By Cullen Bunn, Vanesa R. Del Rey & Michael Garland

The Empty Man disease is spreading nationwide and so are religious cults. To stop the spread of the disease and mass hysteria the FBI and CDC have created a joint task force. As the body count rises more questions than answers come up…

Right from the cover, it looks like this will be an unnerving, eerie book and the contents do not disappoint! Vanesa Del Rey and Cullen Bunn take the reader through the symptoms and events of the Empty Man disease. A woman discovers her husband self-mutilating himself in the shower; almost flipping the actions in the infamous Psycho shower scene on its head. The half panel reveal of the man is disturbing. With Michael Garland’s use of red against the muted colors of the steam and bathroom tile, the image just pops out forces the reader to take in all the horror…good stuff!

Some images are hard to make out, which can be frustrating, but it actually forces the audience to pay closer attention and continue to read in hopes of gaining a better understanding. Intentional or not, it adds to the tone of the comic. The use of shadows and sketch-penciling makes Bunn’s material edgier and darker. Even the interrogation scene’s coloring takes into account the fluorescent light illumination, which just blew me away.

The story content in this issue mainly gave an overall view of the impact the disease has made on the populace and what it’s capable of. Even if this was a little monotonous at times, the concept and visuals kept the material riveting. The two investigators that are introduced are not specified as being either with the CDC or FBI, so some little details fall to the wayside, but hopefully as the plot progresses these elements will come to the forefront. The last page just leaves one in total confusion and begging to see what happens next. The Empty Man delivers, even with some confusing artwork, and horror and/or mystery comic fans will undoubtedly be intrigued and hooked by this book.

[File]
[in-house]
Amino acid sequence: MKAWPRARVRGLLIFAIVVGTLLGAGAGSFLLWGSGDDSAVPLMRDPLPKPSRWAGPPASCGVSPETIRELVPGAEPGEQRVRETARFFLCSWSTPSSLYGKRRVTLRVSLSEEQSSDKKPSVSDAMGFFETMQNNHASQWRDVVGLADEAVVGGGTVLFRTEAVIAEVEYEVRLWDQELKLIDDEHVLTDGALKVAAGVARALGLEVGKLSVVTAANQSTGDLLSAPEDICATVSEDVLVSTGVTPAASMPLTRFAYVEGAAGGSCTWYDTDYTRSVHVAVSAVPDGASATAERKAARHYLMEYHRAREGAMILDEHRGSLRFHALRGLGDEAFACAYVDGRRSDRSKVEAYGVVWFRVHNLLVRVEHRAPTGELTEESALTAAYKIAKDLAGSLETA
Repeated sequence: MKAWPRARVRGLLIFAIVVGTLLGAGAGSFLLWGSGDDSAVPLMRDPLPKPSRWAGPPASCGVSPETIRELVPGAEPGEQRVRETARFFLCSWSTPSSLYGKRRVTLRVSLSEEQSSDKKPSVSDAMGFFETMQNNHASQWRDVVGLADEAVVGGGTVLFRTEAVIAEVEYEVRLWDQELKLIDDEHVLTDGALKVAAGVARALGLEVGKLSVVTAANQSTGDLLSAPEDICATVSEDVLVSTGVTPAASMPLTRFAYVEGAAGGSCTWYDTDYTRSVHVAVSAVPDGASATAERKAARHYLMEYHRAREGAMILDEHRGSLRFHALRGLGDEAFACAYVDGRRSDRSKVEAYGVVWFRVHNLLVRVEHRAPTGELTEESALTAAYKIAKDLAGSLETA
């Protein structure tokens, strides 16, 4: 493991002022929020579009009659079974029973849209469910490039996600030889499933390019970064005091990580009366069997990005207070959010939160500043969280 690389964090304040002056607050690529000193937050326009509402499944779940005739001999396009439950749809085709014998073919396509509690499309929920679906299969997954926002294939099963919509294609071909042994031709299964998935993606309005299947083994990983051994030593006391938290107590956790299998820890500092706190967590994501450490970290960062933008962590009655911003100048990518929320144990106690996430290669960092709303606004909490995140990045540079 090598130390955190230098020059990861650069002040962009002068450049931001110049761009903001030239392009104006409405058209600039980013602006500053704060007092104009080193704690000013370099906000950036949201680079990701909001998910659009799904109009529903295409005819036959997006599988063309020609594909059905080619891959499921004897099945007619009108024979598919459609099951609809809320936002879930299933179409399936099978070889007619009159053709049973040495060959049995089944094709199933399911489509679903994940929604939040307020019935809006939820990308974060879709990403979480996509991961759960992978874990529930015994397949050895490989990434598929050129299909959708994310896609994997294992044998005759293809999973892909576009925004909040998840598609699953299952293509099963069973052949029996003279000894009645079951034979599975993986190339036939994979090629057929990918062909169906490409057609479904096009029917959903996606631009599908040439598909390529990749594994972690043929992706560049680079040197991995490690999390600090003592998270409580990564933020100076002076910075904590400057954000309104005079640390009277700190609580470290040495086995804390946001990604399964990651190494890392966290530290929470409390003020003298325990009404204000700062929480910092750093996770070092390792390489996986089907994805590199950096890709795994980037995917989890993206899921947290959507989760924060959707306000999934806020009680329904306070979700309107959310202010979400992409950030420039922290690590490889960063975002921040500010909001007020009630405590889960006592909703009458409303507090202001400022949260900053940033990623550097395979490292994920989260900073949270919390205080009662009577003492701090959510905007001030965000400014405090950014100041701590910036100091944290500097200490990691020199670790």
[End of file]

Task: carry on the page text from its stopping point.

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About The Author Erik Gonzalez

I was exposed to comics early on, one of my earliest vivid memories was picking up the entire run of Dark Horse’s Aliens vs. Predator(1990). Odd and perhaps morbid choice for a kid, I know...At the same time, I was immersed in the pop culture of the time which included, but not limited to: Teenage Mutant Ninja Turtles, Ghostbusters, Jurassic Park, Mighty Morphin Power Rangers, and of course, Batman: The Animated Series. Upon reflection, it’s fairly evident why I’m such a zealous geek. My day job is in television operations, so basically I’m exposed to media at every turn, which is where I want to be! Writing comic book reviews is another outlet to convey my respect and fanaticism for the this graphic medium. I hope what I have to say will resonate with others and also spark heart-felt discussion. Simon Pegg said it best, “Being a geek is extremely liberating.”